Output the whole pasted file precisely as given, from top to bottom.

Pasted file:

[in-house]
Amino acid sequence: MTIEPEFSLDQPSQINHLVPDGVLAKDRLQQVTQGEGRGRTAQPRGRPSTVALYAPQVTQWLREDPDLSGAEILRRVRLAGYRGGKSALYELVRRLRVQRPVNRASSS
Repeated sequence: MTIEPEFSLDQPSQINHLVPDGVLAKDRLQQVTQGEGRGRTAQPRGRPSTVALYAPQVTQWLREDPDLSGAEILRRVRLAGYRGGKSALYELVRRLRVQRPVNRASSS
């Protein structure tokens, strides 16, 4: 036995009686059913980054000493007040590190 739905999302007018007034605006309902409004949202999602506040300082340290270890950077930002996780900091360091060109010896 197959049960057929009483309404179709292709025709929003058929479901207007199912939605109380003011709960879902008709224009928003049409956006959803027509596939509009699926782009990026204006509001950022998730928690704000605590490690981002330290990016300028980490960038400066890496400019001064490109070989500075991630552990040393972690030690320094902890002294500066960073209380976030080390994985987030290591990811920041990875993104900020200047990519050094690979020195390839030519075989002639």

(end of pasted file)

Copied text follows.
[in-house]
Amino acid sequence: MTIEPEFSLDQPSQINHLVPDGVLAKDRLQQVTQGEGRGRTAQPRGRPSTVALYAPQVTQWLREDPDLSGAEILRRVRLAGYRGGKSALYELVRRLRVQRPVNRASSS
Repeated sequence: MTIEPEFSLDQPSQINHLVPDGVLAKDRLQQVTQGEGRGRTAQPRGRPSTVALYAPQVTQWLREDPDLSGAEILRRVRLAGYRGGKSALYELVRRLRVQRPVNRASSS
């Protein structure tokens, strides 16, 4: 036995009686059913980054000493007040590190 739905999302007018007034605006309902409004949202999602506040300082340290270890950077930002996780900091360091060109010896 197959049960057929009483309404179709292709025709929003058929479901207007199912939605109380003011709960879902008709224009928003049409956006959803027509596939509009699926782009990026204006509001950022998730928690704000605590490690981002330290990016300028980490960038400066890496400019001064490109070989500075991630552990040393972690030690320094902890002294500066960073209380976030080390994985987030290591990811920041990875993104900020200047990519050094690979020195390839030519075989002639």